Eric Joyce came upon the game of hockey in a different way than most.
Sure, the 37-year-old Joyce grew up in Dorchester, where hockey is pretty much a way of life for those who get their secondary education on the blue collar, rough-around-the-edges streets. But the primary reason was something more uncommon.
Joyce was born with a club foot that his doctors suspect was connected to environmental toxins his father came into contact with while fighting in Vietnam. His family was told that Eric would never enjoy a normal athletic childhood, playing sports as freely and easily as the other kids.
But, somehow, hockey became a source of joy, a way to escape and something the determined youngster would build his identity around.
“It’s actually kind of a unique story, and it explains of why I’m not only dedicated to winning a Cup with the Florida Panthers . . . but also giving back to kids,” Joyce said during last week’s podcast episode of the Great American Hockey Show.
“I had (the club foot) corrected at Children’s Hospital in Boston with a man named Dr. McKay, who did a wonderful job. We saw a bunch of doctors that said ‘Hey, your son will be able to walk and stuff. But he’s never going to be able to run, or really be an athlete.' My mom didn’t accept that answer, so we went back to Dr. McKay and asked him what was the best thing to strengthen my legs. He said ‘Why don’t you put him on skates? Hockey players usually have huge asses and it looks like they have strong legs, so put him on skates and see what happens.’
So Joyce and his mom trudged out to Devine Rink with the milk crates to perform a tiny little miracle for a 2-year-old, right around the same time local heroes Mike Eruzione and Jackie O’Callahan were performing their own Miracles on Ice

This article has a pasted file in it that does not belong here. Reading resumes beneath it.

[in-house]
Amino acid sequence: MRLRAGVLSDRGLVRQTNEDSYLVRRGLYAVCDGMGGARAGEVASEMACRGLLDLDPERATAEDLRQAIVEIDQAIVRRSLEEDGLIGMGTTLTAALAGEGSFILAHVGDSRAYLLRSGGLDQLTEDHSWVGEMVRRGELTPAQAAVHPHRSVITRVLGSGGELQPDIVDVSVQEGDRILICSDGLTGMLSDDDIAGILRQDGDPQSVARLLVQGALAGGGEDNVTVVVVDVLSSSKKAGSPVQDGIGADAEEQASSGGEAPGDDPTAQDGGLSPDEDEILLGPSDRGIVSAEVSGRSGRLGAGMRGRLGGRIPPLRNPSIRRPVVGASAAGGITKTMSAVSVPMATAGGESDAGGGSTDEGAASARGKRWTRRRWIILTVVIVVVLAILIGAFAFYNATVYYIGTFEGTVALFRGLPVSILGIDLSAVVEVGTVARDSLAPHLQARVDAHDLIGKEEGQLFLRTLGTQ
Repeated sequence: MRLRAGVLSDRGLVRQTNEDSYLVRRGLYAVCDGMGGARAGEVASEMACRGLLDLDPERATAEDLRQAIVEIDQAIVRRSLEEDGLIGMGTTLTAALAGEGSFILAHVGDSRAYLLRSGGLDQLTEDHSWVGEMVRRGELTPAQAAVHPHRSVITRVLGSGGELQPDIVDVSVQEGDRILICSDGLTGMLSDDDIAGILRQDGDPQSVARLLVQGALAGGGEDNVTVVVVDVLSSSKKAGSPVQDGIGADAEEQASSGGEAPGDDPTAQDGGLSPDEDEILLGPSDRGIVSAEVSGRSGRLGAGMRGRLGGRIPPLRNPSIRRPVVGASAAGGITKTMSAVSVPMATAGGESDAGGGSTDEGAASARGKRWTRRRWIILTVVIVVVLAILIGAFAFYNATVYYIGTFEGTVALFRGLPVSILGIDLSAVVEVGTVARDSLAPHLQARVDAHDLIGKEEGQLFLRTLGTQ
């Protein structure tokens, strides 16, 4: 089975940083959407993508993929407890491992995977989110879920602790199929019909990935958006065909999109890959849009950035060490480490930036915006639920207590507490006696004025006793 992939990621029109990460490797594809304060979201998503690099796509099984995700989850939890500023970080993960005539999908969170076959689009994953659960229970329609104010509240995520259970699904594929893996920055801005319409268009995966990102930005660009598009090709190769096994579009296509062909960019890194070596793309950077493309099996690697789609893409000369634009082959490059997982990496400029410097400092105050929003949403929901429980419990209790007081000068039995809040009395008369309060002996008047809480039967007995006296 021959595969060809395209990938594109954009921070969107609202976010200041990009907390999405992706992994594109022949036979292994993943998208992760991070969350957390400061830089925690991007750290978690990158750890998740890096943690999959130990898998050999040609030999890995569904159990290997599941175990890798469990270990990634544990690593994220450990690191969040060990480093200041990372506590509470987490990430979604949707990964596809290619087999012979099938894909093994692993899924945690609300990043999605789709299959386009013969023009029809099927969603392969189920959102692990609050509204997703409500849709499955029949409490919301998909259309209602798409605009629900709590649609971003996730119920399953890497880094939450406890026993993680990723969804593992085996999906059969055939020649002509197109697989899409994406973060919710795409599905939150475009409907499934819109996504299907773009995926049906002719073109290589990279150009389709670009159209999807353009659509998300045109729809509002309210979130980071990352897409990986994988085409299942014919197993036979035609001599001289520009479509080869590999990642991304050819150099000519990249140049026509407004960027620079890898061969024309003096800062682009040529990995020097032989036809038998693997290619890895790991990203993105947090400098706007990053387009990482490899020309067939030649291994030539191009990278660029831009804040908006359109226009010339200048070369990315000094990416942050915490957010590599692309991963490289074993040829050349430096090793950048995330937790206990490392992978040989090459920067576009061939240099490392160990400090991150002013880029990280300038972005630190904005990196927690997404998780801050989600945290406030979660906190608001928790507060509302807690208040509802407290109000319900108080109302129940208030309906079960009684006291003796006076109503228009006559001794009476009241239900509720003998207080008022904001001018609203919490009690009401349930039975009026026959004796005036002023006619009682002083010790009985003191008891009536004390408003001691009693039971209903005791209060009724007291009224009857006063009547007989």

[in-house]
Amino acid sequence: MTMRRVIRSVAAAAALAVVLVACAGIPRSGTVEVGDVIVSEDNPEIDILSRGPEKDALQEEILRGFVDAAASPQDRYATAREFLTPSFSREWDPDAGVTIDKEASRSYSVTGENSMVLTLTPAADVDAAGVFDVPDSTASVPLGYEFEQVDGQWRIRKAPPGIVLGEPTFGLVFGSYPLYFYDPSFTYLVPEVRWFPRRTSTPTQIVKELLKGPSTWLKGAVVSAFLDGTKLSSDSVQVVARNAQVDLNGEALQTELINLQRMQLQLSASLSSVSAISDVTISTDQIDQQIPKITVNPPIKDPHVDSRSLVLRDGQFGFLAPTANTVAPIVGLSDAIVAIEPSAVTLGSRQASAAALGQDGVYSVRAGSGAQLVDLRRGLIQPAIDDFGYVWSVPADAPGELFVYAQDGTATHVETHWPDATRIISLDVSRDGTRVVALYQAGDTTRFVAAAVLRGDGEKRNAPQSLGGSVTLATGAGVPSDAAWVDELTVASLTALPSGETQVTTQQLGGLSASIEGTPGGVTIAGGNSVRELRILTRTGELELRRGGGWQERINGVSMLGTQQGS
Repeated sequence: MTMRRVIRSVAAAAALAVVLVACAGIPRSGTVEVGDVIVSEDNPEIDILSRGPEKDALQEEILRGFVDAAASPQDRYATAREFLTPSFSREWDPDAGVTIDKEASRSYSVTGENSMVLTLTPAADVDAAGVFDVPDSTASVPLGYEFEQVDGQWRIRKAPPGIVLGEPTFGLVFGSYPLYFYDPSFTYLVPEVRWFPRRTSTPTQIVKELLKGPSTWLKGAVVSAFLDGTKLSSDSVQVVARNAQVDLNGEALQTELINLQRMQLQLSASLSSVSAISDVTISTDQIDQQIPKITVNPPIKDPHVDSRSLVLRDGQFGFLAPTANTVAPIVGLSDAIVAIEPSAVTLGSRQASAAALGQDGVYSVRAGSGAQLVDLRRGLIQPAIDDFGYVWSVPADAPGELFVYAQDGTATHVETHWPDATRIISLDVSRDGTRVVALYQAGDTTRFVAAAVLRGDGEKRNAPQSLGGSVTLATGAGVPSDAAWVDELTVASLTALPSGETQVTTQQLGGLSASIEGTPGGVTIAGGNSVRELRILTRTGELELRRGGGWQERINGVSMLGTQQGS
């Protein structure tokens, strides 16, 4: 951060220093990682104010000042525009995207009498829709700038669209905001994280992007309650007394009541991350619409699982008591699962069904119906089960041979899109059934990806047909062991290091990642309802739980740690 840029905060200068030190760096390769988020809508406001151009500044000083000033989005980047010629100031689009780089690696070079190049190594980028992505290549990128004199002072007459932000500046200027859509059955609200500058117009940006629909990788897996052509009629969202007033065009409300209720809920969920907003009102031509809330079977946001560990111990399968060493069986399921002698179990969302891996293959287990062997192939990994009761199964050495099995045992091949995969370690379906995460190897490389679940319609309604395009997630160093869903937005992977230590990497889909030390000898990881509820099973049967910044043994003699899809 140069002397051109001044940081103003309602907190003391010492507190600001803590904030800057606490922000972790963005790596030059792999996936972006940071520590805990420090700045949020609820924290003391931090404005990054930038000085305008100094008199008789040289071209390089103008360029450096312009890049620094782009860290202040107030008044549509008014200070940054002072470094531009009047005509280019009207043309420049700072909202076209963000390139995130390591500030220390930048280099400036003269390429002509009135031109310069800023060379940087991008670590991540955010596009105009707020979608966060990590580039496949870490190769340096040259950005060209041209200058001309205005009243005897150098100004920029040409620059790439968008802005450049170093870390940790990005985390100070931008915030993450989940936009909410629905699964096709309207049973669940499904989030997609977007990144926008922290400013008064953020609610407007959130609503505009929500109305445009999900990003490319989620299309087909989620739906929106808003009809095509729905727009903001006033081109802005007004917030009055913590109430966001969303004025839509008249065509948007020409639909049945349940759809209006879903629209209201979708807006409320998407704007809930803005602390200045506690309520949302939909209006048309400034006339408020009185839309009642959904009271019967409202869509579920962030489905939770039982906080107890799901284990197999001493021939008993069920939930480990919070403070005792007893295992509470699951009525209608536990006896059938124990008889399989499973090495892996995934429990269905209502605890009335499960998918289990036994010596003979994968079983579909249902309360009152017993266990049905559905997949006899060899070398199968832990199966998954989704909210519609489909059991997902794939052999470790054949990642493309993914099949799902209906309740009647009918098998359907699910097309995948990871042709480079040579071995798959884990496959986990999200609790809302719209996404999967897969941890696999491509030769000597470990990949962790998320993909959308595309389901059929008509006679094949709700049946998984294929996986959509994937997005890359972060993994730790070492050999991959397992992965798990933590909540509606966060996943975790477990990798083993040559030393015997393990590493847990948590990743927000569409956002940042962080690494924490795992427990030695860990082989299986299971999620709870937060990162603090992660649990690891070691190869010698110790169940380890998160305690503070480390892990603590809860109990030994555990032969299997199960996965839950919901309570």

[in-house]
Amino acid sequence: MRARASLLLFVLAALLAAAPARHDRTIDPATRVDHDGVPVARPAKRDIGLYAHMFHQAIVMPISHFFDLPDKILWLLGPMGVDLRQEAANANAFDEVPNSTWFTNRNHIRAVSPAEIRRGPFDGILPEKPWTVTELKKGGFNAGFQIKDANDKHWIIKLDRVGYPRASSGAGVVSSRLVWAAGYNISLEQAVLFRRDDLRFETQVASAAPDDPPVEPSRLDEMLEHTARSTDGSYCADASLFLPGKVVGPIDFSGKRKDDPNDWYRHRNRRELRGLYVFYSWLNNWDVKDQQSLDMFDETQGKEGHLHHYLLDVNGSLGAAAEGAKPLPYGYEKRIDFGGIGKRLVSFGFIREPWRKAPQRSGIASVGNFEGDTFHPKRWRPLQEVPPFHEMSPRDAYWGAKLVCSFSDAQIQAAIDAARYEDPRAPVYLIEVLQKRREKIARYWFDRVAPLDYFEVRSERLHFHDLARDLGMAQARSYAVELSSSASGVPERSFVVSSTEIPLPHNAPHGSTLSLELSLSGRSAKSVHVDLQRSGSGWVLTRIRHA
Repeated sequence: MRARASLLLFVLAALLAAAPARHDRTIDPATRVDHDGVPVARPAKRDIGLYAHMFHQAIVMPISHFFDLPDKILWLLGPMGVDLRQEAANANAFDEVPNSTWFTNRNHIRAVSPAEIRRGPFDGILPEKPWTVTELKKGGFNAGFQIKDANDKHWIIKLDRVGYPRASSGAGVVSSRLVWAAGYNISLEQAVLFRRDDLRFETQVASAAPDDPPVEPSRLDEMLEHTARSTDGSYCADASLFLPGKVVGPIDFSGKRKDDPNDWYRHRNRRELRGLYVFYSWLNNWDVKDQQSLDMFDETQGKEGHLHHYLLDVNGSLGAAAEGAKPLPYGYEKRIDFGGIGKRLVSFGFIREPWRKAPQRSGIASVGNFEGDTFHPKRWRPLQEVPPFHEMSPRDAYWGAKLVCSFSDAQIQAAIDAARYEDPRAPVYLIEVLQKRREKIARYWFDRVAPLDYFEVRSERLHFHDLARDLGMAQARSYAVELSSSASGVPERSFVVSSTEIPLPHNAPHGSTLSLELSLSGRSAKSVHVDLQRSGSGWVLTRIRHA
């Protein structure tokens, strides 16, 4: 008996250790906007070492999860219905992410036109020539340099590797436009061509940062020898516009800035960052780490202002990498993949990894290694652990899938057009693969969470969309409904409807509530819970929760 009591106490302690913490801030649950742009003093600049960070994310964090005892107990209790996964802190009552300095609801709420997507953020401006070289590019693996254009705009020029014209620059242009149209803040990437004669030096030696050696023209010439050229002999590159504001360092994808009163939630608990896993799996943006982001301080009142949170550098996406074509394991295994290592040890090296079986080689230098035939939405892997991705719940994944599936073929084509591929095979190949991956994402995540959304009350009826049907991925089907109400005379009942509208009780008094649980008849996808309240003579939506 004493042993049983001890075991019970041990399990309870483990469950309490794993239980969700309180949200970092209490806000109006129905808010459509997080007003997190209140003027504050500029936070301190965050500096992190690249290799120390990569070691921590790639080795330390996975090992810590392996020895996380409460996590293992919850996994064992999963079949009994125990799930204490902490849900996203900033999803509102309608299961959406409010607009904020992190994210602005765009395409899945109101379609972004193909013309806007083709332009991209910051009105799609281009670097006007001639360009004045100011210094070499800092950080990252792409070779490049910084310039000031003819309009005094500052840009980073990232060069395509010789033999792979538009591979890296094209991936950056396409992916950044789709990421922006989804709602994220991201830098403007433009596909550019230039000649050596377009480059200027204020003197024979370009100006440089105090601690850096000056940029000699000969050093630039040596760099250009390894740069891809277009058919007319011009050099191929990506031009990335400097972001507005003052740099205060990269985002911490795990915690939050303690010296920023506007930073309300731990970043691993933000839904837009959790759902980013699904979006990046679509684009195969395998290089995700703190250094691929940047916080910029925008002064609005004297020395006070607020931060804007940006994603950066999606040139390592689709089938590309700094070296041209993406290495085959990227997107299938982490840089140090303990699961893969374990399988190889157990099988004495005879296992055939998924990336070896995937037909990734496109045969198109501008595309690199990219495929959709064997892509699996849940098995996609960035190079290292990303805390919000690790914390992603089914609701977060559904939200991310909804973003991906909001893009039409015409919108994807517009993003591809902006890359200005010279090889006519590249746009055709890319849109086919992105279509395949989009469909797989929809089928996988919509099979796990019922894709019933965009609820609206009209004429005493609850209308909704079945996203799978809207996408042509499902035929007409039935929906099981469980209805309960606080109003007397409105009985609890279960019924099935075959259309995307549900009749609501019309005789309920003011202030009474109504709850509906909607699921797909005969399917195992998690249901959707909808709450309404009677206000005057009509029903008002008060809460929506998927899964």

“My dad was more of a baseball and basketball guy without much of a hockey background, but I enjoyed it and it definitely helped me out,” said Joyce. “I played Dorchester Youth growing up, played in Quincy a little bit and on a Hyde Park team when they had the likes of Mike Mottau and Brian Cummings."
Joyce did much more than simply use skating and ice hockey purely for therapeutic reasons. He played a couple of years at BC High, and then ended up at the Pingree School in South Hamilton (Joyce said he had to do a double-take the first time he saw one of his classmates driving a BMW around the campus). From there, he played Division I college hockey at West Point . . . all based off the experiences he had from initially pushing himself to overcome his challenges.
Joyce is quick to say he was never the most talented guy on any of his teams, and other local players -- like Mottau -- were the ones catching much of the attention and accolades on the South Shore in the mid-1990s. But that passion led him to play three years at Army, with 5 goals and 16 points .
The hockey experience, and the lessons learned on the ice, clearly stayed with him through an honorable, rigorous career in the armed forces. Prior to joining the Panthers front office, Joyce served in numerous governmental roles focusing on National Security, including a stint as a Captain in the U.S. Army Infantry, where he was deployed to Mosul, Iraq for roughly two years. While serving in Iraq with the 1st Battalion, 24th Infantry Regiment, Joyce earned a Combat Infantryman’s Badge and a Bronze Star, and his unit earned the Valorous Unit Citation.